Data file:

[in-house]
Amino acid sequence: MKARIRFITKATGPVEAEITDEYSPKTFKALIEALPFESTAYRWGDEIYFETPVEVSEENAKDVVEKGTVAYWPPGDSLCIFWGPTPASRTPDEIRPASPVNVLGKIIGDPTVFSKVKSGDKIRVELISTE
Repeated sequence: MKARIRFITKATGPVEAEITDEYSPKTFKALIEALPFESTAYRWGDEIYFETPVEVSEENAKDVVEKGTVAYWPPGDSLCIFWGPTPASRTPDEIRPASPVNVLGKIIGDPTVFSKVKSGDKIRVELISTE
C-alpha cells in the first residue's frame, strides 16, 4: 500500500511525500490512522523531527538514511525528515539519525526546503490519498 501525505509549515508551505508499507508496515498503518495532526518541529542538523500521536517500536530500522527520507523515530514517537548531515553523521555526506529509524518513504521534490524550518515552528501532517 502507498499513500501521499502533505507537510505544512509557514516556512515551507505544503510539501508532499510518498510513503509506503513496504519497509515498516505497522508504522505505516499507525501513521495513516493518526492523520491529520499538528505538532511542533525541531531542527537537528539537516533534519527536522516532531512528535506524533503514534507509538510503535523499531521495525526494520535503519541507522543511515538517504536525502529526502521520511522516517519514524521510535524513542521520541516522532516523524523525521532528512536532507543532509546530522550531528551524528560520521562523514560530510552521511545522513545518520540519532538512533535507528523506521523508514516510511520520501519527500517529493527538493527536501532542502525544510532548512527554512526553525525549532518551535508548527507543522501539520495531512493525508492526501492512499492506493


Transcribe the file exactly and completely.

[in-house]
Amino acid sequence: MKARIRFITKATGPVEAEITDEYSPKTFKALIEALPFESTAYRWGDEIYFETPVEVSEENAKDVVEKGTVAYWPPGDSLCIFWGPTPASRTPDEIRPASPVNVLGKIIGDPTVFSKVKSGDKIRVELISTE
Repeated sequence: MKARIRFITKATGPVEAEITDEYSPKTFKALIEALPFESTAYRWGDEIYFETPVEVSEENAKDVVEKGTVAYWPPGDSLCIFWGPTPASRTPDEIRPASPVNVLGKIIGDPTVFSKVKSGDKIRVELISTE
C-alpha cells in the first residue's frame, strides 16, 4: 500500500511525500490512522523531527538514511525528515539519525526546503490519498 501525505509549515508551505508499507508496515498503518495532526518541529542538523500521536517500536530500522527520507523515530514517537548531515553523521555526506529509524518513504521534490524550518515552528501532517 502507498499513500501521499502533505507537510505544512509557514516556512515551507505544503510539501508532499510518498510513503509506503513496504519497509515498516505497522508504522505505516499507525501513521495513516493518526492523520491529520499538528505538532511542533525541531531542527537537528539537516533534519527536522516532531512528535506524533503514534507509538510503535523499531521495525526494520535503519541507522543511515538517504536525502529526502521520511522516517519514524521510535524513542521520541516522532516523524523525521532528512536532507543532509546530522550531528551524528560520521562523514560530510552521511545522513545518520540519532538512533535507528523506521523508514516510511520520501519527500517529493527538493527536501532542502525544510532548512527554512526553525525549532518551535508548527507543522501539520495531512493525508492526501492512499492506493